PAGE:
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Why some immigrants from India prosper more than others

In his 2008 study, East Indian Immigrants in Canada: The Shades of Economic Integration, Dr. Sandeep Agrawal sheds light on the income and earnings characteristics of Indian immigrants. While his study provides a comprehensive socio-economic profile of the Indo-Canadian community, its focus is primarily on affluent Indo-Canadians who earn more than $80,000 per year.

The Program Director of the graduate program in Urban Development at the School of Urban and Regional Planning at Ryerson University, Dr Agrawal has a variety of planning experience in federal, county and municipal governments in the United States. He has practised planning and architecture in India and Canada.

His research focuses on Toronto’s ethnic communities and the effects of immigration and multiculturalism on urban structures and public policies.

“The combination of high education, age and advanced language skills improve the chances for Indian immigrants to earn high incomes over time,” says Professor Agrawal. “Indian immigrants who experience the most economic difficulty tend to arrive in Canada missing one or several of these traits.”

Through the analysis of landing records, tax data, census and micro data files, Dr. Agrawal found that:

• Almost 80 per cent of Indian immigrants with high incomes have a bachelor’s, masters or PhD degree.

• High income earners arrive in Canada with skill levels associated with management and professional occupations.

• Over 90 per cent were able to speak English.

• 80 per cent were between 25 and 44 years of age.

Dr. Agrawal believes that the unique combination of age, higher education, and proficiency in English, are critical factors that help Indian immigrants “hit the ground running” when they arrive in Canada. Professionals tend to be the most successful Indo-Canadian immigrants.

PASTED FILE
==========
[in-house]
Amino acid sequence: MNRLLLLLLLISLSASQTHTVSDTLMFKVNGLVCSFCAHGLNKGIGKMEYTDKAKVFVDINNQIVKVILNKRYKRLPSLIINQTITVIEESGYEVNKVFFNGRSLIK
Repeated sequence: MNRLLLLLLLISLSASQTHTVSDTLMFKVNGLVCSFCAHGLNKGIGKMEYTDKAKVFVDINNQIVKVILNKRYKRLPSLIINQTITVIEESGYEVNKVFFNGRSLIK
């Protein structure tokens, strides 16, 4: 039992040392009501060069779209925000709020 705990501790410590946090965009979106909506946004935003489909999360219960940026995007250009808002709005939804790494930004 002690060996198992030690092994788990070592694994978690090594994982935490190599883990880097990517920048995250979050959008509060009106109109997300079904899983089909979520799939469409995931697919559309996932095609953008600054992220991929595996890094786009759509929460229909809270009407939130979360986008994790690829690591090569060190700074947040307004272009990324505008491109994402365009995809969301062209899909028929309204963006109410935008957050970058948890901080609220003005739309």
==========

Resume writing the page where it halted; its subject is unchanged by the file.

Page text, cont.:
While some Indian immigrants have succeeded, there are many that have not. The Indo-Canadian population includes a significantly higher proportion of low-income families and unemployed adults compared with the Canadian population. The study divides Indian immigrants into two broad streams – those who are largely economically self-reliant and those who are clients of social security.

“There is a clear labour market segmentation in the Indo-Canadian diaspora. While many are doctors, scientists, entrepreneurs and so on, a large number of Indo-Canadians are concentrated in a few sectors of the economy – manufacturing, waste management, insurance and transportation. And as you can imagine, the current market crises, the woeful state of manufacturing and the border issues are affecting those Indo-Canadians the most,” said Dr. Agrawal.
Dr. Agrawal believes there are several ways to improve the economic status of Indian immigrants, including expanding government-sponsored career bridging programs that validate immigrants’ credentials. In addition to helping immigrants attain ‘Canadian experience,’ the career bridging programs help people form social networks that can provide further opportunities.

Dr. Agrawal is Director of the Master of Planning program in the School of Urban and Regional Planning at Ryerson University. He is also the Associate Director (Interim) of the School. He has published numerous papers on multiculturalism, immigrant sett-lement patterns, and planning policies and practices.

East Indian Immigrants in Canada: The Shades of Economic Integration was co-authored with Alexander Lovell, Queen’s University PhD candidate, and funded by the POA Educational Foundation and a special grant from Ryerson University.

Posted: Feb 3, 2011

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